Old Crow Medicine Show: Young Men, Old Music

The Quintet Has Gone From Busking to Touring With Merle Haggard

A few years ago, the five young guys in Old Crow Medicine Show wanted to make history, and they thought they knew exactly how to do it.

“We wanted to break the world’s record for longest song played,” says singer-guitarist Ketch Secor. “We didn’t want to research it or anything. We just wanted to go out and do it because we were that guy. We had that instinct that just wanted to go out and do it. So we had this plan and we were going to get on a flatbed and be towed up to Washington D.C., to wherever the Guinness Book of Records is, and we would play nonstop the whole way. I always thought it’d be funny because we’d have to use catheters and have some kind of drainage tank or something.”

That plan didn’t pan out, so they did the next best thing — built a loyal following with monthly shows at Nashville’s famous bluegrass club, the Station Inn.

Asked what they learned there, Secor replies, “How to make Nashville home. How to make a crowd in Nashville be our crowd. … It’s been a captive test audience for us because we don’t have anywhere else that we’re playing as regularly as we play here. The Station Inn, more than any other series of gigs that I’ve ever done, has taught me the showmanship and the craft and how to hold a crowd. If you could have seen us there when we first started doing that gig three years ago, we were not a very captivating bunch of guys, and we’ve learned a lot there.”

The band got its start five years ago, busking on Nashville street corners. They released a few albums of old-time string-band music on their own, which were kind of sloppy but wholly endearing. As their visibility grew, they picked up a gig performing on the Opry Plaza, directly in front of the Grand Ole Opry House. Before long, they were invited to the Opry stage. Nashville producer David Rawlings, who is Gillian Welch’s musical partner, liked them enough to helm their debut album, O.C.M.S., which was partly recorded in historic RCA Studio B and partly in the highly regarded Woodland Studios in east Nashville.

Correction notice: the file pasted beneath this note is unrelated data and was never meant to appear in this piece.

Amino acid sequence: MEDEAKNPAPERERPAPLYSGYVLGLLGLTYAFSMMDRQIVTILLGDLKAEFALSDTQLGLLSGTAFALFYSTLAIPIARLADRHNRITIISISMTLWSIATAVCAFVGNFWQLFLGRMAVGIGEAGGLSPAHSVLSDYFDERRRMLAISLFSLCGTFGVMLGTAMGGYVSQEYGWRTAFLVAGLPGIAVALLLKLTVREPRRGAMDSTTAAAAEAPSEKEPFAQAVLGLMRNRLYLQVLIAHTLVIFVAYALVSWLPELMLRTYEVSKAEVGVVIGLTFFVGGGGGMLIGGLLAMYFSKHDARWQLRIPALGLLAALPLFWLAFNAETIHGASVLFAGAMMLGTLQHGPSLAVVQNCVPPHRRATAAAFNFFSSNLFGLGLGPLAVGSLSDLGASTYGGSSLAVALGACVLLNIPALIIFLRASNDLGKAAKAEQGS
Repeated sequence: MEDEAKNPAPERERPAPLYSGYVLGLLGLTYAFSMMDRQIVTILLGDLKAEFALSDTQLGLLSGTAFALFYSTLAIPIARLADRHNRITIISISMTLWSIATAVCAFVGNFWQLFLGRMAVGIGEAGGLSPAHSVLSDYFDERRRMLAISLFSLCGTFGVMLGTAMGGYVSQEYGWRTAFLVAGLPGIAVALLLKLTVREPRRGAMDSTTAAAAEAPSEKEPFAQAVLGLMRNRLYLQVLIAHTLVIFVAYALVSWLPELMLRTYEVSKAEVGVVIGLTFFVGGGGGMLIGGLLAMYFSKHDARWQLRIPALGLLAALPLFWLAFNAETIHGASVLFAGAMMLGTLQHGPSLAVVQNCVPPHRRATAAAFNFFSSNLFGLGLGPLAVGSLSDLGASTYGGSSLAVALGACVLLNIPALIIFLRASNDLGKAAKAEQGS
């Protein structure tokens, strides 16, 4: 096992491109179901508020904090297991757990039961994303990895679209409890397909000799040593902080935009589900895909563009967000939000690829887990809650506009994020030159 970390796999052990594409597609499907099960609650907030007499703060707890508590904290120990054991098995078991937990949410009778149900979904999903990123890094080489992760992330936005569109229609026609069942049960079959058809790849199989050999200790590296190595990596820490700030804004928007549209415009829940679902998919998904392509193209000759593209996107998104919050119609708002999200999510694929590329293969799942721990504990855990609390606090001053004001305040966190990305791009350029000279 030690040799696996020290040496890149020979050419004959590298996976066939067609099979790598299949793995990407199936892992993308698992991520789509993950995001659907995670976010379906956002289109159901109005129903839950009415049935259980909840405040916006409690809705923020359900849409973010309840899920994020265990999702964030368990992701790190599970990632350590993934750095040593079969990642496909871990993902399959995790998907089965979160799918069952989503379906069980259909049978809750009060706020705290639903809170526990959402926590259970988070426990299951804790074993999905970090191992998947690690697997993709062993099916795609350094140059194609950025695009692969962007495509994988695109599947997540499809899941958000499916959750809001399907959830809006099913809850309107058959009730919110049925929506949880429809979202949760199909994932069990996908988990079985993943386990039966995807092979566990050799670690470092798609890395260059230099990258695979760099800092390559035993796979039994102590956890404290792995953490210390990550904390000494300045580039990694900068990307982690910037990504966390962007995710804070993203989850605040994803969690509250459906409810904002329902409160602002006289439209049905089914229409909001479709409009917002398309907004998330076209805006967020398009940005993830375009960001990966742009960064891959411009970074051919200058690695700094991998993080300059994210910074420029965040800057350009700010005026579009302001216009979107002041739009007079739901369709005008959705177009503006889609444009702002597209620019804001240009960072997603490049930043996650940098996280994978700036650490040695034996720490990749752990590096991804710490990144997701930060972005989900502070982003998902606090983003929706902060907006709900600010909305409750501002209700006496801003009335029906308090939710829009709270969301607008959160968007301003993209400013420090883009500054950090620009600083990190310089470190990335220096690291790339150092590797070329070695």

“The music that we’re playing is at the foundation of bluegrass,” Secor says. “Bluegrass is a music that has a lifespan and lifetime because it has a beginning, but our music doesn’t have a beginning. Our music reflects the pre-radio music. Bluegrass became so popular because the guys in the old-time [string bands] didn’t want to play the old-time anymore, and they were captivated by this very fast, very complicated hillbilly jazz.”

He continues, “It’s just like you drive around north Nashville and they’re not listening to Big Boy Crudup even though Big Boy Crudup grew up on those streets and is probably the grandfather to a lot of those kids. You know, they’re not listening to blues music in black America, so why would they listen to old-time music in hillbilly America?”

At least a few folks in hillbilly America heard that old-time music last summer, as OCMS spent a brief time on the Electric Barnyard tour, opening shows for Merle Haggard and Marty Stuart.

“Marty routed it through all towns I’d never heard of,” Secor says. “I’m a geographer. I study maps, and I love maps. I love knowing where everything is. He took me to places that I’d never dreamed I’d go to — the dustiest, driest towns in the West. Places that are so small that the largest building is the grain elevator, and that’s really all you can see for miles.”

O.C.M.S. arrived in U.S. stores on Feb. 10, but it will also be released in the United Kingdom, Japan and the United Arab Emirates, among other countries, in the coming months. Secor is enthusiastic about the prospect of taking their music to those far-flung locations even if the album is the only way they can get there for now.

“When I think about the Station Inn and then I think about putting on a show like that in front of an all Muslim audience in like Qatar, that is so exciting to me,” Secor says. “It’s surreal, it’s weird, it’s tripped out and it’s challenging. I’d be really challenged to make a bunch of guys from Yemen want to listen to ‘Cotton Eyed Joe.’”